Edited by Gillian Bristow and Adrian Healy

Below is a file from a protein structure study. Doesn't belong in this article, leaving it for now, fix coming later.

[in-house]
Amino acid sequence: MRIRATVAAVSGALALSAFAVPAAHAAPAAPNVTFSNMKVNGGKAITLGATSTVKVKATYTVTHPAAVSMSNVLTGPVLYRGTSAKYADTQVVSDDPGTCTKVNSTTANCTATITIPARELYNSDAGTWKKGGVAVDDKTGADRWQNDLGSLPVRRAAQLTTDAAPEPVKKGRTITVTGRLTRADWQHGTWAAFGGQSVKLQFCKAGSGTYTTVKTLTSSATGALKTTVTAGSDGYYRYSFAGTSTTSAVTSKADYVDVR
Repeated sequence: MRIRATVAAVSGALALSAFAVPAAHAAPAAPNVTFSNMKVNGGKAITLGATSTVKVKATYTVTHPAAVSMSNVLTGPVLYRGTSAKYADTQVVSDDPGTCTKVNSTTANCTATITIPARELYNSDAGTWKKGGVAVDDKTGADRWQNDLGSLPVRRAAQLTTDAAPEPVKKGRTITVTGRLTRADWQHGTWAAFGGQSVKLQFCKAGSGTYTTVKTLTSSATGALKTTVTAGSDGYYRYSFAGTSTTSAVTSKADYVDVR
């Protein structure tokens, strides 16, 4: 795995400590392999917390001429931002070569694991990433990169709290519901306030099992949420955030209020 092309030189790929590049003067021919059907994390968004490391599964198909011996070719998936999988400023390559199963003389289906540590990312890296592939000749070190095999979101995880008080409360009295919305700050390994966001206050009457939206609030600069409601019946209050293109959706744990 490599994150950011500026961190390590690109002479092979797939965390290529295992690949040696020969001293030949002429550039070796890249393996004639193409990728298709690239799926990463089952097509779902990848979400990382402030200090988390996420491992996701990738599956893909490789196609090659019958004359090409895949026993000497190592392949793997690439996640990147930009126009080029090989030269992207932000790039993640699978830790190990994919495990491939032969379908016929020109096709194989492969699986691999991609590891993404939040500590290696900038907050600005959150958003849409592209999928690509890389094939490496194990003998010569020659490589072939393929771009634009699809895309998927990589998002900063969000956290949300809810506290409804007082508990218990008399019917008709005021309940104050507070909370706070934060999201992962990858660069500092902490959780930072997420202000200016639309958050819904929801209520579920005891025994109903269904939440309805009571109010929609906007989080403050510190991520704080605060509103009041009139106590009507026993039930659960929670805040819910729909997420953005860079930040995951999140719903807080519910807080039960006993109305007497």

In our turbulent and uncertain economic age, it is not hard to understand the appeal of resilience, a term invoked to describe how an entity or system responds to shocks and disturbances. Although the concept has been used for some time in ecology and psychology, it is now invoked in diverse contexts, both as a perceived (and typically positive) attribute of an object, entity or system and, more normatively, as a desired feature that should somehow be promoted or fostered. The notion of resilience has rapidly become part of the conceptual and analytical lexicon of regional and local economic studies: there is increasing interest in the resilience of regional, local and urban economies. Further, resilience is having a discernible impact on policy thinking: a new imperative of ‘constructing’ or ‘building’ regional and urban economic resilience is gaining currency. However, despite its popularity and influence, our understanding of the concept in economic geography still requires development. There is still considerable ambiguity about what, precisely, is meant by the notion of regional economic resilience, about how it should be conceptualized and measured, what its determinants are, and how it links to patterns of long-run regional growth. The aims of this chapter are to show how the meanings and explanation of regional economic resilience have changed and evolved, and evaluate the progress and limits of these debates. We thereby aim to outline the directions of a research agenda.
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